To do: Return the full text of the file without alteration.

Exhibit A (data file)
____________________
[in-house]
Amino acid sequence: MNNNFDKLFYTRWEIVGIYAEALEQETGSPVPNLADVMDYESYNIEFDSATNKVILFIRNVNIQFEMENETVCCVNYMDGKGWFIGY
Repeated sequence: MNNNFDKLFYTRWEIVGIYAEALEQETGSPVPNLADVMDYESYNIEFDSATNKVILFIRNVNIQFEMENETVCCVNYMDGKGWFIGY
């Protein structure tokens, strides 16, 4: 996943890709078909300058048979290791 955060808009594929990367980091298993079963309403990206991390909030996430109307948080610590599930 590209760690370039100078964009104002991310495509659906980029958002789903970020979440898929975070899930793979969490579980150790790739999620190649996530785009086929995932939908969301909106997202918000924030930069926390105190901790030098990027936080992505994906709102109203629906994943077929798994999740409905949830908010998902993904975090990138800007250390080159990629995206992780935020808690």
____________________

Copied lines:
[in-house]
Amino acid sequence: MNNNFDKLFYTRWEIVGIYAEALEQETGSPVPNLADVMDYESYNIEFDSATNKVILFIRNVNIQFEMENETVCCVNYMDGKGWFIGY
Repeated sequence: MNNNFDKLFYTRWEIVGIYAEALEQETGSPVPNLADVMDYESYNIEFDSATNKVILFIRNVNIQFEMENETVCCVNYMDGKGWFIGY
């Protein structure tokens, strides 16, 4: 996943890709078909300058048979290791 955060808009594929990367980091298993079963309403990206991390909030996430109307948080610590599930 590209760690370039100078964009104002991310495509659906980029958002789903970020979440898929975070899930793979969490579980150790790739999620190649996530785009086929995932939908969301909106997202918000924030930069926390105190901790030098990027936080992505994906709102109203629906994943077929798994999740409905949830908010998902993904975090990138800007250390080159990629995206992780935020808690």